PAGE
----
Health & Medicine News
October 6, 2015

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October 6, 2015

Oct. 5, 2015 — Rats exposed to frequent physical, social, and predatory stress during adolescence solved problems and foraged more efficiently under high-threat conditions in adulthood compared with rats that ... read more

Newfound Gene Linked to Amyloid Beta Plaque Buildup in Alzheimer's Disease

Oct. 5, 2015 — A multi-institutional team of scientists has discovered an immune system gene associated with higher rates of amyloid plaque buildup in the brains of Alzheimer's patients and older adults at ... read more

Severe Liver Damage in Mid/late-Adulthood Among People Who Inject Drugs With Chronic Hepatitis C

Oct. 5, 2015 — The Hepatitis C virus (HCV) infection is a chronic blood-borne viral infection that affects an estimated 160 million people worldwide. Alarmingly, chronic HCV infection accounts for one-quarter of ... read more

Transplantation of Unique, Newly Discovered Stems Cells May Lead to Promising Stroke Therapy

Oct. 5, 2015 — When rats modeled with stroke were transplanted with newly discovered and unique Muse cells, neuronal regeneration resulted in significant improvements in neurological and motor functions and did not ... read more

Oct. 5, 2015 — It is recommended that melanoma patients perform a thorough skin self-exam on a regular basis to look for potential disease recurrence or new melanomas. Research, however, shows that fewer than 15 ... read more

Expert Opinion: Are CT Scans Safe?

Oct. 5, 2015 — With questions lingering about the safety of medical imaging and the radiation that is used in some of those tests, a radiation safety expert has written a paper that provides clear answers that she ... read more

Oct. 5, 2015 — Scientists have found that individuals with multiple sclerosis who had a history of neuro-ophthalmic syndromes performed poorly on visual neuropsychological tasks based on processing speed. Future ... read more

Blood Clots May Complicate Aortic Valve Replacements

Oct. 5, 2015 — Heart valve replacements made from tissue (bioprosthetic valves) have long been thought to be spared the complication of blood clot formation. Researchers have now found that about 15 percent of all ... read more

Phone App Allows Researchers to Conduct Concealed Food Safety Observations

Oct. 5, 2015 — Smartphones are so ubiquitous, and text messaging and social media activities so common in public places, that no one questions what anyone does with their phone. That pervasiveness allows a phone ... read more

Oct. 5, 2015 — Scientists have used a transmission electron microscope to record almost 3500 images in 3.5 seconds for the reconstruction of a 3D electron tomogram. Previously, 10 to 60 minutes and a ten-fold ... read more

Ethnic, Racial, Socioeconomic Disparities in Retinoblastoma in Children

Oct. 5, 2015 — Ethnic, racial and socioeconomic disparities appear to exist among children with retinoblastoma, a once uniformly fatal but now treatable eye cancer, and those disparities are associated with greater ... read more

Disparities in Time Spent Seeking Medical Care in the United States

Oct. 5, 2015 — Racial/ethnic minorities and unemployed individuals had a longer total time burden (time spent traveling to, waiting for and receiving ambulatory medical care) in a nationally representative study, ... read more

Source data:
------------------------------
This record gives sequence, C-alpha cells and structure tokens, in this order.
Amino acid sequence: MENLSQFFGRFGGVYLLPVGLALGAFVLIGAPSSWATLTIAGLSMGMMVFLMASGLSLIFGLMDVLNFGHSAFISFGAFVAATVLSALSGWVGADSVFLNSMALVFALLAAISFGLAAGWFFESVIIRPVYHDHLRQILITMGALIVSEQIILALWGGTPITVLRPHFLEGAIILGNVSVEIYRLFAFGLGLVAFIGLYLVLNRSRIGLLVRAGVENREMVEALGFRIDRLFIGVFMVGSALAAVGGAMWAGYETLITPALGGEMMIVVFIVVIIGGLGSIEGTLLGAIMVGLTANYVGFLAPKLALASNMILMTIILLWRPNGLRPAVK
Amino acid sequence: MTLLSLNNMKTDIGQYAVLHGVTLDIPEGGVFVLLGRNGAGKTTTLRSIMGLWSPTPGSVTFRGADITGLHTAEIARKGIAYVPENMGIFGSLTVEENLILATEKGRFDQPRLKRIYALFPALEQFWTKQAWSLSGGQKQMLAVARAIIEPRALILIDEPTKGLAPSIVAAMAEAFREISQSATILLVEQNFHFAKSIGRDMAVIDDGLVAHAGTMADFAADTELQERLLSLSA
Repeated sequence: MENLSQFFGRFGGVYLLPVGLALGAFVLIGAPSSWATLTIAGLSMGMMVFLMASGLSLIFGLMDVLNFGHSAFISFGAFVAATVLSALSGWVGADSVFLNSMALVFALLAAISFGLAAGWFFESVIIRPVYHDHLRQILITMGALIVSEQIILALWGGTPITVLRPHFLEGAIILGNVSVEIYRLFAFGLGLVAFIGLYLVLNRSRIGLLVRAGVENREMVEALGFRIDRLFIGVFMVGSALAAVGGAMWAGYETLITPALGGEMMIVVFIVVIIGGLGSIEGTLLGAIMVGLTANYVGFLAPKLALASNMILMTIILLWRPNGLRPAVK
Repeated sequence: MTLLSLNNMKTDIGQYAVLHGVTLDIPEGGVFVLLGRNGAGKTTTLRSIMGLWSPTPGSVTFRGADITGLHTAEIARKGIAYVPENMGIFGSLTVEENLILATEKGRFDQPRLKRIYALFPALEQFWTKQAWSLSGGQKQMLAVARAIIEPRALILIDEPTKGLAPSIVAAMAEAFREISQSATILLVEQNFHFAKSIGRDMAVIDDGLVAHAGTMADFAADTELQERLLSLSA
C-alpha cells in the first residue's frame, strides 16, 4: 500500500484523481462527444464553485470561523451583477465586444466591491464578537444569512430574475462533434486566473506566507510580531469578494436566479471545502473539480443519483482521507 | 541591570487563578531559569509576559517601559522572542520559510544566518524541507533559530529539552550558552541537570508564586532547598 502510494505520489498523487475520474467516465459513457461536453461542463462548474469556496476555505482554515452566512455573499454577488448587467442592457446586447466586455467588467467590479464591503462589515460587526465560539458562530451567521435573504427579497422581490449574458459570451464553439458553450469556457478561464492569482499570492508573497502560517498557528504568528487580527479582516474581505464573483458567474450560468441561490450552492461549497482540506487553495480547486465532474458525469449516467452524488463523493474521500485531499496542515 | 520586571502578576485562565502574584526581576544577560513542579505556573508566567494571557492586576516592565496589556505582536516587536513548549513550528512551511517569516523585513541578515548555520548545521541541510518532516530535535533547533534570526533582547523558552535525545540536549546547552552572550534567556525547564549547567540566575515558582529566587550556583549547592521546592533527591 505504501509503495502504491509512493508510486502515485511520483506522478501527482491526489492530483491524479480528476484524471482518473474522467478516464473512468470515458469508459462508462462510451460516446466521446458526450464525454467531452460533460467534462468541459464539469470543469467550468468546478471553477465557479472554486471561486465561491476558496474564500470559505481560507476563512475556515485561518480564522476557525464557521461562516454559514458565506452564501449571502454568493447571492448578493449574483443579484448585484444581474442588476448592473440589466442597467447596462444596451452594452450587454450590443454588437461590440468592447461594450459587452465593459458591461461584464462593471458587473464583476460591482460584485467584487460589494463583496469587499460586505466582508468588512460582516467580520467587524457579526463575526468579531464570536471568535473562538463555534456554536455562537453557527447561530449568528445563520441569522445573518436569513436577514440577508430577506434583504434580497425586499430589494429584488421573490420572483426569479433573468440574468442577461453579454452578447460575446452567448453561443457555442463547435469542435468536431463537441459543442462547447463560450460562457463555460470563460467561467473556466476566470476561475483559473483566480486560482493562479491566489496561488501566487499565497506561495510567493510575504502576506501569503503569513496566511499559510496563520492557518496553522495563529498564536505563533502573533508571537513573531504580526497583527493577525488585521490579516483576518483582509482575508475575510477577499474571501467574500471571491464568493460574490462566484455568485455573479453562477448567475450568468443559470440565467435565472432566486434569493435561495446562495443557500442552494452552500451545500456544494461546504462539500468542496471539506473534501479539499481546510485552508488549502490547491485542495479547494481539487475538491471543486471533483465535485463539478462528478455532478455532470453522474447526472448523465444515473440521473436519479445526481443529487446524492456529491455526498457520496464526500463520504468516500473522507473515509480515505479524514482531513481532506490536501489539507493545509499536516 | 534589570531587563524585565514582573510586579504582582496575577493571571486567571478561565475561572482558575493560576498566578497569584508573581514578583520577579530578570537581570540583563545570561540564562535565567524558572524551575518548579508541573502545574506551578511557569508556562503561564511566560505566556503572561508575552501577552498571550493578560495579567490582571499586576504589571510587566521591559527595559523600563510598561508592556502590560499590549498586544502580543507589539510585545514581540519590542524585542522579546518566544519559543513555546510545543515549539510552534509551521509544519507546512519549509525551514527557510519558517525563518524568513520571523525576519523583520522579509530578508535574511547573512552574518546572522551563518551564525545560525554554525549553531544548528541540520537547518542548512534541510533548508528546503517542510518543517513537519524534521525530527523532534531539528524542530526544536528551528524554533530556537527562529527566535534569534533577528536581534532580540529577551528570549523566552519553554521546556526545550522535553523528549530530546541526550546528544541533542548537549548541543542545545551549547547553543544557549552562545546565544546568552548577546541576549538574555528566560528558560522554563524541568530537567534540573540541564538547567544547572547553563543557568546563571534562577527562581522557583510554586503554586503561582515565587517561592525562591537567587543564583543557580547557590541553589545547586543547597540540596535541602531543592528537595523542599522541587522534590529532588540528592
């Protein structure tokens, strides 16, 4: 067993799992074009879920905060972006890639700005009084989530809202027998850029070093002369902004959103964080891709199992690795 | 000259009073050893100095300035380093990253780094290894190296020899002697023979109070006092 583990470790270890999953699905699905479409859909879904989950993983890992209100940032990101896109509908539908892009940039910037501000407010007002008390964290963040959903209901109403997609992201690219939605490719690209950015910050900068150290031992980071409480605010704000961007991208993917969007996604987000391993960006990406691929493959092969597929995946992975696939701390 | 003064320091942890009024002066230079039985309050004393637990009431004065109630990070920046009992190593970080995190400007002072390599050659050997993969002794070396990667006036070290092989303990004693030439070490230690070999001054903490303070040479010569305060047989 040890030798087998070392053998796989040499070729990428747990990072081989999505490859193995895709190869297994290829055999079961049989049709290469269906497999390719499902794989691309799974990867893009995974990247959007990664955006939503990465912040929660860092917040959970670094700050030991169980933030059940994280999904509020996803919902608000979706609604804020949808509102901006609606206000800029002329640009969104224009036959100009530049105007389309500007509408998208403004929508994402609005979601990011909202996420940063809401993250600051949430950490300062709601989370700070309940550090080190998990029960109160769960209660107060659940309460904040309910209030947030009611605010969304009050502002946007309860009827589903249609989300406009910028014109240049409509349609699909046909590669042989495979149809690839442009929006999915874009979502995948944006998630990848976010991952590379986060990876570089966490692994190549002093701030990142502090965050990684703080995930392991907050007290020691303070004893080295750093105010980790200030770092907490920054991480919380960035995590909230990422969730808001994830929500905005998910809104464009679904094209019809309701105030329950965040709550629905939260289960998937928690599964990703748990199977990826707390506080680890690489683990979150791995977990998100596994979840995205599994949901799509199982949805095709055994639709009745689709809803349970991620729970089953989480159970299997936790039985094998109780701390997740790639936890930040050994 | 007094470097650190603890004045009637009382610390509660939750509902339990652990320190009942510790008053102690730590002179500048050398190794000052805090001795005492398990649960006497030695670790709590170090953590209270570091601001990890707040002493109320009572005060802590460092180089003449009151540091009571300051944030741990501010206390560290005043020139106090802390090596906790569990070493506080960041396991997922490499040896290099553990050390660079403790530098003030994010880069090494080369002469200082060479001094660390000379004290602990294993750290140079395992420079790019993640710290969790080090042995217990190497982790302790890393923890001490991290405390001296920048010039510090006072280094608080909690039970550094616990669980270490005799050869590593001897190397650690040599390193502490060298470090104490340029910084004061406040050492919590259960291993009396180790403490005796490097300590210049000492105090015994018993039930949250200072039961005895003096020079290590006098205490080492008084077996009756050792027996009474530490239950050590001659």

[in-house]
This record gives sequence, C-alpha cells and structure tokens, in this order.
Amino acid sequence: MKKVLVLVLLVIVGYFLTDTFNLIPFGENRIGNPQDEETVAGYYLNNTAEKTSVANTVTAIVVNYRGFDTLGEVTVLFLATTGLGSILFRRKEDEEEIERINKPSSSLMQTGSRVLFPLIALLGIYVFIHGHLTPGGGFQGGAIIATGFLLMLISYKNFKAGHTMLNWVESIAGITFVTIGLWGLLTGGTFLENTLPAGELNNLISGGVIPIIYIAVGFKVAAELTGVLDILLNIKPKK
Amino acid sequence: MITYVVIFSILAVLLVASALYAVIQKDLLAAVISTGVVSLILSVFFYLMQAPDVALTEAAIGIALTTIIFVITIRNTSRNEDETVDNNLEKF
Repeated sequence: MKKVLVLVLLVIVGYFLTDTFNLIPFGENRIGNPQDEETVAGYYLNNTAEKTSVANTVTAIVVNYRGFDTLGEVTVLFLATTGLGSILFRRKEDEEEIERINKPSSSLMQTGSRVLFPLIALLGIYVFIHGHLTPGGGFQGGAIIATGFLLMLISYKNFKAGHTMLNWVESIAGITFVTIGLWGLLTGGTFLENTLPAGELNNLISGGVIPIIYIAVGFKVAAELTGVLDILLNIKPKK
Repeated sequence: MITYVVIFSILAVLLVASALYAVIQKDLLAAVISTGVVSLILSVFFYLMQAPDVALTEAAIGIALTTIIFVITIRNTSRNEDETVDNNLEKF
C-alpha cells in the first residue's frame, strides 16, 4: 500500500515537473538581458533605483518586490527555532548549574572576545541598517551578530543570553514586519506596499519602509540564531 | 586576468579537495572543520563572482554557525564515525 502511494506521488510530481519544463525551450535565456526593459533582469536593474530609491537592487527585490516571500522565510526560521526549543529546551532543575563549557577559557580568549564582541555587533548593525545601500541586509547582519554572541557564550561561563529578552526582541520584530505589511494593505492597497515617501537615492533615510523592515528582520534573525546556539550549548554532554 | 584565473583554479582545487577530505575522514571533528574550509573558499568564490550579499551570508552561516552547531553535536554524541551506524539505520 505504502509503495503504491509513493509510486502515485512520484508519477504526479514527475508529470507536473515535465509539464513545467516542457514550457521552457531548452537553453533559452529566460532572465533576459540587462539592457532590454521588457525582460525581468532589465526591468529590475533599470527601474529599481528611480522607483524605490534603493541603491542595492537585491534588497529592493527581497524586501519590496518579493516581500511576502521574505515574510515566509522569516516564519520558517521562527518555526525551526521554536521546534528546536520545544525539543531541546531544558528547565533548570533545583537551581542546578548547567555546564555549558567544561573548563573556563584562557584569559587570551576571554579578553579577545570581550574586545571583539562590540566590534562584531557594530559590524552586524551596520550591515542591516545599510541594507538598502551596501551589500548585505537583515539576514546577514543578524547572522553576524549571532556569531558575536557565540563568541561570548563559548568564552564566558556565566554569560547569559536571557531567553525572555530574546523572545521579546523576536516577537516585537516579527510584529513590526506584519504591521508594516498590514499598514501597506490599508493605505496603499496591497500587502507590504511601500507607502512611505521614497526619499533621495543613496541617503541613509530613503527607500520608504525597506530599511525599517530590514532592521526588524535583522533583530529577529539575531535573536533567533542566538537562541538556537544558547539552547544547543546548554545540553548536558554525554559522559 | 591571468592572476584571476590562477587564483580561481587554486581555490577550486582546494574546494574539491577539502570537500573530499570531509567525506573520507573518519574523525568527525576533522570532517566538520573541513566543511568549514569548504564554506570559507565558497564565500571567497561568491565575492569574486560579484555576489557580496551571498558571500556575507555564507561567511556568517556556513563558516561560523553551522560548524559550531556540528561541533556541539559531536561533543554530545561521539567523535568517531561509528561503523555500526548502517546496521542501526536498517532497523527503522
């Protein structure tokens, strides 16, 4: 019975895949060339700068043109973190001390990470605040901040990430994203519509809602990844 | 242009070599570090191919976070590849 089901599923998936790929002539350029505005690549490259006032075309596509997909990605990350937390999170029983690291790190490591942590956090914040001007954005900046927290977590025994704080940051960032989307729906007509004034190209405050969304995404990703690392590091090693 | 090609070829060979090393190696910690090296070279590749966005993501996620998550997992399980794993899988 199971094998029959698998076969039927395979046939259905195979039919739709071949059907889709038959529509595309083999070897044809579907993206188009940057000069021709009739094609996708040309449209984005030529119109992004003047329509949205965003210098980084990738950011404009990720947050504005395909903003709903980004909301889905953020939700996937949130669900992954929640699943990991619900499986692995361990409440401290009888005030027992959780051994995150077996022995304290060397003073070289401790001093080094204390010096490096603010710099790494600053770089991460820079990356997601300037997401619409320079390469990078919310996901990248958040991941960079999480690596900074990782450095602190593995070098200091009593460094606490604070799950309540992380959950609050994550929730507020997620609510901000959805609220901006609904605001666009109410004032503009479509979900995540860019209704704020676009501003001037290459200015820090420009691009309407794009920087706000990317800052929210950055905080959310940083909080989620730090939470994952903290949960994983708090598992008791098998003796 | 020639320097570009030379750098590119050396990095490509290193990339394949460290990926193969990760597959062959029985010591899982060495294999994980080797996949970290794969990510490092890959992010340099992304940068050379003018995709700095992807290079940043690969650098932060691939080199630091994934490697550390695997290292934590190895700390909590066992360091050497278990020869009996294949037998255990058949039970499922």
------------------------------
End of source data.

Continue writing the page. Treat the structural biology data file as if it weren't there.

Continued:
Oct. 5, 2015 — The whimsically named sonic hedgehog gene, best known for controlling embryonic development, also maintains the normal physiological state and repair process of an adult healthy lung, if damaged, ... read more

Oct. 5, 2015 — When pathologists perform autopsies on smokers who died with severe emphysema, they find that lungs are black in appearance. Until recently, researchers and physicians could only guess at the ... read more

Study Examines Antibullying Policies, Bullying in 25 States

Oct. 5, 2015 — Students who lived in states with an antibullying law that includes at least one US Department of Education-recommended legislative component had lower odds of reporting bullying and cyberbullying ... read more

Gastric Bypass Surgery Improves Blood Sugar Handling and Insulin Sensitivity, Study Finds

Oct. 5, 2015 — Gastric bypass surgery can lead to remission of type 2 diabetes along with weight loss. A new study examines why, finding that insulin sensitivity of the body's main glucose (sugar) storage ... read more

Oct. 5, 2015 — A novel prosthetic heart valve has been developed, known as VeloX, which can be implanted through a small incision for the treatment of a serious heart valve disorder called mitral regurgitation. ... read more

Type 1 Diabetes Prevention: Insulin Vaccine Undergoes Second Trial

Oct. 5, 2015 — A vaccination against type 1 diabetes may soon be available to young children: the Pre-POINTearly vaccination study will involve children between the ages of six months and two years from across ... read more

Depression Can Lead to Work Disability

Oct. 5, 2015 — In Norway, men suffering from depression are three times more likely to become work disabled than non-sufferers. This risk is only twice as great for women. Now researchers have carried out a study ... read more

Genetic Polymorphism Associated With Lung Cancer Progression

Oct. 5, 2015 — Genetic polymorphisms associated with cancer progression lead to variations in gene expression and may serve as prognostic markers for lung cancer, researchers show. They found that in patients with ... read more

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